Christ Church Cathedral is the smallest cathedral in England and the seat of the Bishop of Oxford. It is unique in serving not only as a cathedral but as the chapel of Christ Church College.
History of Christ Church Cathedral
What is today Christ Church Cathedral began as a Saxon monastic church founded in the 8th century by Frideswide (c.650-735), the patron saint of Oxford. Frideswide was a Saxon princess who committed herself to chastity and became a nun, fleeing the marital advances of King Algar of Mercia. Nothing remains of her original church, but a Saxon cemetery was recently discovered beneath the cloister.
The present church was constructed between 1160 and 1200 by Augustinian monks and called the Priory Church of St. Frideswide. In 1180 the relics of Frideswide were transferred to the new church, which attracted pilgrims throughout the Middle Ages. One pilgrim was Catherine of Aragon, wife of King Henry VIII, who came to pray for a son in 1518.
In 1525, at the height of his power, Thomas Cardinal Wolsey, Lord Chancellor of England and Archbishop of York, suppressed the St Frideswide's Priory and founded "Cardinal College" on its lands. He planned the establishment on a magnificent scale, but fell from grace in 1529 before the college was completed. In 1531 the college was itself suppressed, and refounded in 1532 as "King Henry VIII's College" by Henry VIII, to whom Wolsey's property had escheated.
Then in 1546 the king, who had broken from the Church of Rome and acquired great wealth through the dissolution of the monasteries in England, refounded the college as Christ Church College. As part of the re-organization of the Church of England, the former priory church became the cathedral of the recently created diocese of Oxford.
It was in the cloister of Christ Church Cathedral in 1556 that Archbishop Thomas Cranmer was publicly "degraded" - his vestments were stripped and his head was shaved. He was imprisoned at St Michael's at the North Gate and later burned at the stake in Broad Street (see Martyrs' Memorial).
From 1642 to 1646, during the Civil War, King Charles I had his headquarters at Christ Church and regularly attended the cathedral. The Great Quadrangle was used to keep stray and plundered cattle; hay to feed the cattle was stored in the loft above the chancel vault in the cathedral. Several monuments of Royalists who fought alongside Charles can be seen in the cathedral's Lucy Chapel.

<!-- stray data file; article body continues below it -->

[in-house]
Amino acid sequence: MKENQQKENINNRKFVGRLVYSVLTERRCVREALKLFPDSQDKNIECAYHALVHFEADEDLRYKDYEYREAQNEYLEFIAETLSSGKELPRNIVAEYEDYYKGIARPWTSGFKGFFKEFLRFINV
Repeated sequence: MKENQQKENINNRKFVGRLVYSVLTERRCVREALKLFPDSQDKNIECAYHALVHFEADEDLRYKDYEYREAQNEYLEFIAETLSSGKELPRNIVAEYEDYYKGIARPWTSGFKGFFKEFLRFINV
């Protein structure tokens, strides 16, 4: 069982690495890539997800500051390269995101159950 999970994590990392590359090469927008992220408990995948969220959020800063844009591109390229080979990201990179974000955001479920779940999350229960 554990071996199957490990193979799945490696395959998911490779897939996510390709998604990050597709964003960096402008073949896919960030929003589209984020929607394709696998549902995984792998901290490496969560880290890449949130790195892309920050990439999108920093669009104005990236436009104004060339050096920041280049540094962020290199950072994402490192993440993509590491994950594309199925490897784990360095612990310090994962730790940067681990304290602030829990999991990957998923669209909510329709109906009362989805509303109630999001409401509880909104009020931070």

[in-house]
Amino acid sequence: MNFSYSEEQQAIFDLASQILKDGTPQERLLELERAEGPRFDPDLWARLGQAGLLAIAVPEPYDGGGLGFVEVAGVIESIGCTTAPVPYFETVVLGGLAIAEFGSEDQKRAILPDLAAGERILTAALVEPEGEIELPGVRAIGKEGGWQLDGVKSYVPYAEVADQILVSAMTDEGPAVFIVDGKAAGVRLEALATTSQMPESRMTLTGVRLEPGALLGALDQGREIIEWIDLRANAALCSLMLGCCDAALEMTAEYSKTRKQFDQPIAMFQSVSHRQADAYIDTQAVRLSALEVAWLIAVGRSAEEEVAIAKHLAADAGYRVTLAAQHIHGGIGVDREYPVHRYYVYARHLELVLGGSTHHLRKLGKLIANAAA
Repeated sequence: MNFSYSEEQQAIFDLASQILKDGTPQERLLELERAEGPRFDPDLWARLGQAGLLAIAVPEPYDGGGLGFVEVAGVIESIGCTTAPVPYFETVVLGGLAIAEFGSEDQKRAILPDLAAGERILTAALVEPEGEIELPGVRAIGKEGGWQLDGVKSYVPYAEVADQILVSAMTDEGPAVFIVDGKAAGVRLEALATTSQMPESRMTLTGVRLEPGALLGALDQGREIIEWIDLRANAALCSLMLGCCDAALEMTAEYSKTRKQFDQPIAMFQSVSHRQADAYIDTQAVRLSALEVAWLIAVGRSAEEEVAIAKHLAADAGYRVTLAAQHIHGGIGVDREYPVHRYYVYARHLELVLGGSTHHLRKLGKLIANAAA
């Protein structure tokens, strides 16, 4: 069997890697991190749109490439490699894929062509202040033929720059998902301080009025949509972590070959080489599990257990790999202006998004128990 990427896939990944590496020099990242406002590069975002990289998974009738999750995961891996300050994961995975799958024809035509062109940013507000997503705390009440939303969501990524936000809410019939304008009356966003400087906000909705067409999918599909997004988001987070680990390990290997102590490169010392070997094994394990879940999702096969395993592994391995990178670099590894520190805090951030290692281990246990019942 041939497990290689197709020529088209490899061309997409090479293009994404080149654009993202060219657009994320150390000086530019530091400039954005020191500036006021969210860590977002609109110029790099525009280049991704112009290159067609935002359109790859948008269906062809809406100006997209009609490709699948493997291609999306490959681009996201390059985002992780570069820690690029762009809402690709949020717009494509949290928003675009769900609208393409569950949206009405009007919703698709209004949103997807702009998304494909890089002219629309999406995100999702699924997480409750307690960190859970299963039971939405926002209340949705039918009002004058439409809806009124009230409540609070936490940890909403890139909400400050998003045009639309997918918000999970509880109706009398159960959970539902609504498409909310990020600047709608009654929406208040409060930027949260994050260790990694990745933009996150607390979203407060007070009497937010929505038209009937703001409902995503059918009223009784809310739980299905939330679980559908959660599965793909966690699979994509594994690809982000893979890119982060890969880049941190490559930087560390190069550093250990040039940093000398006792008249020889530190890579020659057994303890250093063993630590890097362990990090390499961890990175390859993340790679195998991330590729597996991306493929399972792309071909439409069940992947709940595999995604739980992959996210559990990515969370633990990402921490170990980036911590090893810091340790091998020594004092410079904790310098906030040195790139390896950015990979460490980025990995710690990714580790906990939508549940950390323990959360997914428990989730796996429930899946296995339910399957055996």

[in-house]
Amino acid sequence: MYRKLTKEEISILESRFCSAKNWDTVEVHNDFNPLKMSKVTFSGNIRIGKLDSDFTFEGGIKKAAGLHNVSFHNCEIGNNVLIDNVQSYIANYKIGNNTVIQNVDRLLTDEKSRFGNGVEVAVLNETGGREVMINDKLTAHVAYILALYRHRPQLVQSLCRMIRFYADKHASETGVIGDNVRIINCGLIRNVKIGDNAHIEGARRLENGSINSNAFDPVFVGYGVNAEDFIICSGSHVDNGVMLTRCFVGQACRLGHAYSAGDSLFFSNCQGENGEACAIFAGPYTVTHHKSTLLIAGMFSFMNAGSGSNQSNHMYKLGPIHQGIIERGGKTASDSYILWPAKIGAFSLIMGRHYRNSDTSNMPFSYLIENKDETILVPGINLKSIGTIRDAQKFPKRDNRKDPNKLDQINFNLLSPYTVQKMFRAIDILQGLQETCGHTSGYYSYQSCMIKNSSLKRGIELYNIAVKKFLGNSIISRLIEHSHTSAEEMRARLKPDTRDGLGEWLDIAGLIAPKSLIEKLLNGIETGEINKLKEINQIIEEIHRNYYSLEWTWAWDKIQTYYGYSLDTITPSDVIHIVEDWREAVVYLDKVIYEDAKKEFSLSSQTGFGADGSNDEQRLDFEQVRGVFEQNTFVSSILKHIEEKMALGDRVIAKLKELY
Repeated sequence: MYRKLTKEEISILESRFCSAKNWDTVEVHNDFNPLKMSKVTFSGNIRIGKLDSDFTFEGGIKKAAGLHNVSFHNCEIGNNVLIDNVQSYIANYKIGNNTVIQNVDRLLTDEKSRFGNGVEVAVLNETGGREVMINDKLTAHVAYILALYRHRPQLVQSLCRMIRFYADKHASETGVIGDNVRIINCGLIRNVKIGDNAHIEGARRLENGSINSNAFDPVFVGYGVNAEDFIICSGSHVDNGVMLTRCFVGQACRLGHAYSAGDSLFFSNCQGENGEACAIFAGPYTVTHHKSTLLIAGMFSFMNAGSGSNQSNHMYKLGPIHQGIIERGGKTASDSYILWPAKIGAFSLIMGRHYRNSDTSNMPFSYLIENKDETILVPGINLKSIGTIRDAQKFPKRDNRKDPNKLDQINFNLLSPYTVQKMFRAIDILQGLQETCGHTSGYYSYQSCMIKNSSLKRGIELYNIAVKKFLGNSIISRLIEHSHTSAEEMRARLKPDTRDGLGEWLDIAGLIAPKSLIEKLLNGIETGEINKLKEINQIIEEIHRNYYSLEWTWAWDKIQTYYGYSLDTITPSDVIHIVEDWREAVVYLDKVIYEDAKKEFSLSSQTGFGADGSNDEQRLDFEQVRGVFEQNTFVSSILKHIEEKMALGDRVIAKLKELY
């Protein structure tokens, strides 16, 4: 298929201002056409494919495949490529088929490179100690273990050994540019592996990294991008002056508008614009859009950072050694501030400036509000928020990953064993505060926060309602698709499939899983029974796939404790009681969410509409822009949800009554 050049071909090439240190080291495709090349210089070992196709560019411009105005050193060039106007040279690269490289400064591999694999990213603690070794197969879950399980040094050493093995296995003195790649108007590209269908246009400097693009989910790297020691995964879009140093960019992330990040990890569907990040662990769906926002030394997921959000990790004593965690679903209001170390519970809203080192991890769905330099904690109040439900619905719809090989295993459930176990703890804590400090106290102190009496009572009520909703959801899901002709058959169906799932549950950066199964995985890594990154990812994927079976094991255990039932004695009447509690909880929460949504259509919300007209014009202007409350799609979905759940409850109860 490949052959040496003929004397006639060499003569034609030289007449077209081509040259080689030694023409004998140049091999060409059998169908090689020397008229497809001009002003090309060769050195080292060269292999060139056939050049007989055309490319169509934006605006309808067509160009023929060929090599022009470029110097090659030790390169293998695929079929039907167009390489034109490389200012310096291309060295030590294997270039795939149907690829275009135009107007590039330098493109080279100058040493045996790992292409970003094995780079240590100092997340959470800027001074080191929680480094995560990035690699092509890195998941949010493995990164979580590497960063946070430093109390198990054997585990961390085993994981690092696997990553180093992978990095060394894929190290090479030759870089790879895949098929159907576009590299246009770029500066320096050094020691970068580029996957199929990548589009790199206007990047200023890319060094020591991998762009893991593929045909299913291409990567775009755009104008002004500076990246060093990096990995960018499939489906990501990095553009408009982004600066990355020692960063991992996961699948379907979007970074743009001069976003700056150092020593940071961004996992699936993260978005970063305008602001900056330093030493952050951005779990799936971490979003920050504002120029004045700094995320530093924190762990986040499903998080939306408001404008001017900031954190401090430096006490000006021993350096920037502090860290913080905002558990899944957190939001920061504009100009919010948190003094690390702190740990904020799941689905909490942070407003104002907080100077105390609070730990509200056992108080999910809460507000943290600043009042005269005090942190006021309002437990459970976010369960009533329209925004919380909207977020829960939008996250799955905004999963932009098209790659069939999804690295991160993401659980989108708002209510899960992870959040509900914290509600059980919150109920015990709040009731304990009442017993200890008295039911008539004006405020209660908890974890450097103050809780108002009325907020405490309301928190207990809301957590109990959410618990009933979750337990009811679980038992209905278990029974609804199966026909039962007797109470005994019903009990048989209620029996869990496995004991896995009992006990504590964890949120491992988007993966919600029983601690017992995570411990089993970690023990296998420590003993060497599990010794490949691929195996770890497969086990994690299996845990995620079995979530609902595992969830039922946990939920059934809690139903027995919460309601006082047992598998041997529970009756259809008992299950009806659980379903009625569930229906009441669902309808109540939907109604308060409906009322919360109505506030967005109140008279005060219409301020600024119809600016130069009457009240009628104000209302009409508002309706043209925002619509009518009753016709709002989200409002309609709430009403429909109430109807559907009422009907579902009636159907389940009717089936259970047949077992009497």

What to See at Christ Church Cathedral
The exterior of the cathedral is difficult to see, since it is now surrounded by college buildings. The best general view can be had from across the meadow to the east of the cathedral. The tower is one of the oldest in England, dating from the 12th century (Norman lower part) and early 13th century (Early English spire). It can best be seen from the cloisters.
The nave, chancel, and transepts are Late Norman from the mid-12th century, characterized by large, heavy pillars. The lovely marble floor and choir stalls date from Gilbert Scott's restoration of 1870-76.
The beautiful chancel ceiling was added c.1500 by William Orchard. Its intricate starlike patterns create an image of heaven and 12 pendants hang gracefully from it. It is very similar in style to the celebrated ceiling of the Divinity School in the Bodleian Library.
The Lady Chapel was added to the north side of the chancel in the mid-12th century in an Early English style. Lady Chapels were almost always placed to the east, but the canons could not do this because of the nearby city wall. The Latin Chapel was added further north in the early 14th century to house the tomb of St. Frideswide.
The oldest monument in the cathedral is the Shrine of St. Frideswide in the Latin Chapel north of the chancel. The arches along the top are decorated with faces peeping out from behind foliage and more faces decorate the base. Built in 1289, the shrine once contained the holy relics of Frideswide and was visited by countless medieval pilgrims.
The shrine was destroyed in 1538, along with most other saints' shrines in Britain, as part of the Reformation. Fragments were discovered in the college in the 1870s and more were uncovered in the cloister in 1985. The shrine was fully reconstructed as accurately as possible beginning in 2002, an effort that earned an Oxford Preservation Trust award in 2005.
Next to the Shrine is what is thought to be a watching chamber, from which a careful eye could be kept on the gold and jewels that enriched the shrine. The lower part is an altar-tomb made of stone with a stone canopy; the upper part is made of wood. It dates from around 1500.
Behind the shrine is the Victorian St. Frideswide Window, created by Edward Burne-Jones in 1858. The top panel shows a ship of souls carrying Frideswide to heaven and the flower-shaped windows below that show the Tree of Knowledge (left) and the Tree of Life (right). The remaining 16 panels depict scenes from the saint's life, as follows: